It would be timely and helpful if instead of focusing only on the five major banks you were to broaden your scope to encompass the five major banks and the two widely held life insurance companies. If we make the set larger in this way there is a greater possibility of creating a solution that is acceptable to the Government and to your constituents.
If you do widen the set I would urge you to settle the issue of selling insurance in bank branches and set out an appropriate timeframe. From a business point of view we need to know if a merger with a life insurance company can be undertaken to create synergies or if its only potential is to create the bulk required to make international acquisitions.
However, don't widen the set to include those not now subject to review. Companies who currently can sell or buy without a review should continue to be exempt.
While we are discussing unresolved issues we should also acknowledge that we have not yet dealt with the issue of foreign ownership of banks. We have a completely open policy on foreign competitors in our market but are we prepared to have domestic players bought by foreign companies? We need clarity on the role the Government sees for foreign players in the future.
However I believe it would be unfair to open up the market now. Why would we let players from jurisdictions where they are permitted to bulk up come in and buy Canadian institutions that have been stopped from growing to comparable size?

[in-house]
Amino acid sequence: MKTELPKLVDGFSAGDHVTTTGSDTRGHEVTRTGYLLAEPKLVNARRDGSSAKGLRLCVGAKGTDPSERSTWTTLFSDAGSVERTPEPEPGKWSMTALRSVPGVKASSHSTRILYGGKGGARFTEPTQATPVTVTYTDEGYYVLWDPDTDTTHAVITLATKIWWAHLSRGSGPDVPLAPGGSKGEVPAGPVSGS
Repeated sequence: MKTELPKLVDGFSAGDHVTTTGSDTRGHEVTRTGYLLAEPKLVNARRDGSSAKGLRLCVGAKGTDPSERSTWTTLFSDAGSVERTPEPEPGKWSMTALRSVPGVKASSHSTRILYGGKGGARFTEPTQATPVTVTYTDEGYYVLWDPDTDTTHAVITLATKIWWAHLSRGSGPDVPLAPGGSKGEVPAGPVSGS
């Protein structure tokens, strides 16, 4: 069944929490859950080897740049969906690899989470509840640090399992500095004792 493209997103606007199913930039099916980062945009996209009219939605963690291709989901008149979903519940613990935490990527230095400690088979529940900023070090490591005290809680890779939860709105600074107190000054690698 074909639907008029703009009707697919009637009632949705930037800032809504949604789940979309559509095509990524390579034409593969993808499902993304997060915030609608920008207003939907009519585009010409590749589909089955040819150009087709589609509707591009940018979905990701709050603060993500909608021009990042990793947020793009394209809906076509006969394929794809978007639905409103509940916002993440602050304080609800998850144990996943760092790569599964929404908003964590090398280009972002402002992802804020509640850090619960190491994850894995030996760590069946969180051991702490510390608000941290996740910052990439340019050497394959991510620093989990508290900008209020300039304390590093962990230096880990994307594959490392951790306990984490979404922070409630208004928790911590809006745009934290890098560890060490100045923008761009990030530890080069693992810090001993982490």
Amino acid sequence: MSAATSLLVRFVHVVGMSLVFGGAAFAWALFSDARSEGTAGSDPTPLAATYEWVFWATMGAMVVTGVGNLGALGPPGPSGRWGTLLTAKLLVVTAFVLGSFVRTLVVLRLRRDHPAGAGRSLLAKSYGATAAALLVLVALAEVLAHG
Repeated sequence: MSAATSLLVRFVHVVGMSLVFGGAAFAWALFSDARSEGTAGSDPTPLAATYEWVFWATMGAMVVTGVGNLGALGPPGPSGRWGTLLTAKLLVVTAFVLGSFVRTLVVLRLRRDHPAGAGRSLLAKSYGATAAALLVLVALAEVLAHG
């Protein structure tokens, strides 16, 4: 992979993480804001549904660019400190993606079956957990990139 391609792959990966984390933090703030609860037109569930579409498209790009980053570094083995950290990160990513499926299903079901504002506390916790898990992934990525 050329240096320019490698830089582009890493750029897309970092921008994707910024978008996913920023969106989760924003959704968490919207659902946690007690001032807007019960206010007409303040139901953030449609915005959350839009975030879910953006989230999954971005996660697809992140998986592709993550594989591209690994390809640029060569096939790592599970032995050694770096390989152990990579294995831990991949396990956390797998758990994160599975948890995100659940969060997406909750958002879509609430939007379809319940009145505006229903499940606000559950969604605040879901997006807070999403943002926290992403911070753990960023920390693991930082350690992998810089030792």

In my view, the logical order would be to:
- resolve the domestic merger issue first,
- allow our own financial institutions to gain a size where we can compete against larger foreign institutions that already have the bulk to compete internationally,
- and then open the doors to foreign entrants.
Madam Chair, it is evident that, with or without greater clarity on the Public Interest Impact process, there are still underlying issues that the Government needs to address. I can understand that you may not be ready to address these issues tomorrow.
But to avoid a situation where we are constantly running to the Minister to ask how he likes this or that idea, I would ask you to pressure the Government to give us a date by which it will be ready. If for political or policy reasons it can't do it now, give us a firm timeline when it can.
That, I believe, would be in the best interests of all stakeholders - our customers, our employees, our shareholders and your constituents.
2 Thomson Lightstone, Small Businesses in Canada, Spring 2002
3 Brendan Woods